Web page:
Russian, US presidents set to discuss Ukraine crisis
By Stefan J. Bos
Thursday's phone talk between the two leaders attempts to de-escalate mounting tensions over Ukraine, a former Soviet nation.
Moscow announced it withdrew some 10,000 troops from its border area near Ukraine ahead of the conversation. But critics view that as window dressing because more than 100,000 Russian forces are reportedly still in the area.
Satellite images show a troop buildup, including units believed to have been newly moved towards the Russia-Ukraine border.
The Kremlin claims its troops are there for exercises and that Russia is entitled to move its forces freely on its soil.
However, Kyiv and Western leaders fear Russia plans to invade Ukraine, perhaps as early as next month. President Putin has not entirely excluded that possibility saying he considers several options if the West fails to meet his push for security guarantees.
Putin told reporters his demands include halting the further expansion of the U.S.-led NATO military alliance eastwards to Ukraine.
He also seeks legally binding guarantees that NATO will stop sending weapons such as missiles to Ukraine or other neighbouring countries. "Our actions will depend not on the negotiation process but the unconditional security of Russia. Today and in the historical perspective," President Putin said at his annual news conference.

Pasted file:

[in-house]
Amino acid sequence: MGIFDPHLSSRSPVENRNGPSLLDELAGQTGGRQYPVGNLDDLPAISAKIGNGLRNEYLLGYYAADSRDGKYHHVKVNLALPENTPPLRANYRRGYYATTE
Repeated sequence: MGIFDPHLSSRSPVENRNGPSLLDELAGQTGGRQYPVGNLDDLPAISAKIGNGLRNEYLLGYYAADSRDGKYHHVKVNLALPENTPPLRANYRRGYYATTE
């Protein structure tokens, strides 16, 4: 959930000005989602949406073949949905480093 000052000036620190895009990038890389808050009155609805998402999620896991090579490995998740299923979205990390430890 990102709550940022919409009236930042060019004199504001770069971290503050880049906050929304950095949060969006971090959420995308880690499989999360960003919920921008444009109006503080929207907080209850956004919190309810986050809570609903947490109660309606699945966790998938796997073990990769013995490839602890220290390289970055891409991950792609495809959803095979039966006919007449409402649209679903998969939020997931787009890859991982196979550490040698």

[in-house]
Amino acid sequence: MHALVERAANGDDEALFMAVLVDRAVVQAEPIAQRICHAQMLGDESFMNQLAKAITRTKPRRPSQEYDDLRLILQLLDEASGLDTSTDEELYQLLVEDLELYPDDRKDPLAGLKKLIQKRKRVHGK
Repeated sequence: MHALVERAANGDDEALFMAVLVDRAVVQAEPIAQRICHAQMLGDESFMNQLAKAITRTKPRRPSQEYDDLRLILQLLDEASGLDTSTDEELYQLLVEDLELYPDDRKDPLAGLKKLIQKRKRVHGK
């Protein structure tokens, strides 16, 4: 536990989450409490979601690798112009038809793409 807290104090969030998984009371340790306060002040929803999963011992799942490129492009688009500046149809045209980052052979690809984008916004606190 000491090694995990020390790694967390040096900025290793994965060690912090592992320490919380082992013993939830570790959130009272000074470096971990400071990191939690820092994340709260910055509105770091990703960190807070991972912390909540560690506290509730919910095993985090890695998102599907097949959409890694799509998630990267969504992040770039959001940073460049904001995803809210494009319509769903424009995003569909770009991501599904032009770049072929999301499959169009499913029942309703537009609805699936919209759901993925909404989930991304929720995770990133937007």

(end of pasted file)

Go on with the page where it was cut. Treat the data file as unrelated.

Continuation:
He added: "In this regard, we have made it clear and explicitly that further NATO movement eastward is unacceptable. What is unclear here? Are we putting missiles next to the United States borders? No. It is the United States that has come to us with its missiles. They are already on our doorstep."
Putin also says that Ukraine seems to seek war and that Russia "prepares for that scenario." His comments come in a month of the 30th anniversary of the collapse of the Russia-led Soviet Union, of which Ukraine was part before declaring independence.
Moscow already annexed Ukraine's Crimean Peninsula in 2014 and supports Russian separatists in the east of the country. Russia has denied accusations that it provides the rebels with weapons and troops in the conflict which has claimed more than 14,000 lives.
In Thursday's phone call, Biden was due to tell Putin that the U.S. supports its allies. But U.S. officials say Biden will demonstrate a willingness to engage in what he called "principled diplomacy" with Russia on Ukraine.
Earlier this month, the two presidents held a virtual summit when Biden reiterated his support for Ukraine's sovereignty and territorial integrity. While Ukraine is not a NATO member, it has close ties with the bloc.
NATO Secretary-General Jens Stoltenberg has stressed that Ukraine's membership in the alliance is for NATO and Kyiv to decide. "NATO's relationship with Ukraine is going to be decided by the 30 NATO allies and Ukraine -- no one else," Stoltenberg said.
"We cannot accept that Russia is trying to re-establish a system where big powers like Russia have spheres of influence, where they can control or decide what other members can do," he warned.
The standoff has added to concerns in other countries bordering Russia. For instance, Lithuania's President Gitanas Nausea has described the current situation in the region as probably "the most dangerous it's been in 30 years".
Russian officials will meet U.S. counterparts in Geneva, Switzerland January 10; but the Russian and American presidents are not expected to attend these talks.
Despite their differences about Ukraine, White House officials say the U.S. could still work with Russia on other issues, such as preventing Iran from acquiring nuclear weapons.